This document, now called a palimpsest (writing material used several times after earlier writing has been erased), has a long and fascinating history. Archimedes, who lived between 287–212 B.C., wrote the original text and diagrams on papyrus. That document was lost, but other papyrus versions survived. A scribe copied Archimedes’s writings onto sturdier goatskin parchment, probably in the second half of the tenth century A.D. In the thirteenth century, the manuscript was taken apart by Greek monks and the Archimedes text was scraped off. The parchment was recycled into a prayer book in a process called palimpsesting. The Archimedes manuscript then effectively disappeared for centuries, obscured by its new life as liturgical writings. For many years, it was in a monastery library in Constantinople (now Istanbul).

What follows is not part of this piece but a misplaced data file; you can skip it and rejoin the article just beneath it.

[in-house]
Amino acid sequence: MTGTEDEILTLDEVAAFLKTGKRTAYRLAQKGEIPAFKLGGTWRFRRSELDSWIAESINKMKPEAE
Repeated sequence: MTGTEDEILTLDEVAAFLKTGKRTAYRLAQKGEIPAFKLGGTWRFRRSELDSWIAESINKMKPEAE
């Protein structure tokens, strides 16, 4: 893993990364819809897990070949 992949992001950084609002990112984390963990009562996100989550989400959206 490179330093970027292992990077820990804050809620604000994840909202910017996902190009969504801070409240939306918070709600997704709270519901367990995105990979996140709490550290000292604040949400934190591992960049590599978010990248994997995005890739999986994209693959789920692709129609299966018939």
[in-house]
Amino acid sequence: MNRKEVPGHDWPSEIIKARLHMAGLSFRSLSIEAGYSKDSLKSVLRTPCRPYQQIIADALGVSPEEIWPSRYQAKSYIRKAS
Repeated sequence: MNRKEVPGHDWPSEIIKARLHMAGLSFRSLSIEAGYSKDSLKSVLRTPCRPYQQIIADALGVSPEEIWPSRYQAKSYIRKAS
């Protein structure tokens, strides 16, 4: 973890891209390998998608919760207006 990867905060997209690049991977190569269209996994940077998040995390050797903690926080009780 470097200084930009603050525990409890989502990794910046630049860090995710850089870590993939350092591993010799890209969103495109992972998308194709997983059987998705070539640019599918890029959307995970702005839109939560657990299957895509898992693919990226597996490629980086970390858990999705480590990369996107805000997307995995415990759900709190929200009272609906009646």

In 1906, Danish classics professor Johan Ludwig Heiberg discovered the lost manuscript and identified the underlying text as unknown writings by Archimedes. Heiberg photographed many of the pages that showed the faint Archimedes text, but missed some important passages and was unable to photograph the parts of the pages beneath the palimpsest bindings. The parchment then fell into the hands of a private collector in France, who altered and damaged parts of the palimpsest. Lost again, it resurfaced at Christie’s auction house in 1998 and was purchased by an anonymous donor for $2 million. Since then, the Archimedes Palimpsest has been in the care of The Walters Art Museum in Baltimore, Maryland, where they’re conserving, imaging, and deciphering it.
The Archimedes Palimpsest contains seven of the Greek mathematician’s treatises. Most importantly, it is the only surviving copy of On Floating Bodies in the original Greek, and the unique source for the Method of Mechanical Theorems and Stomachion.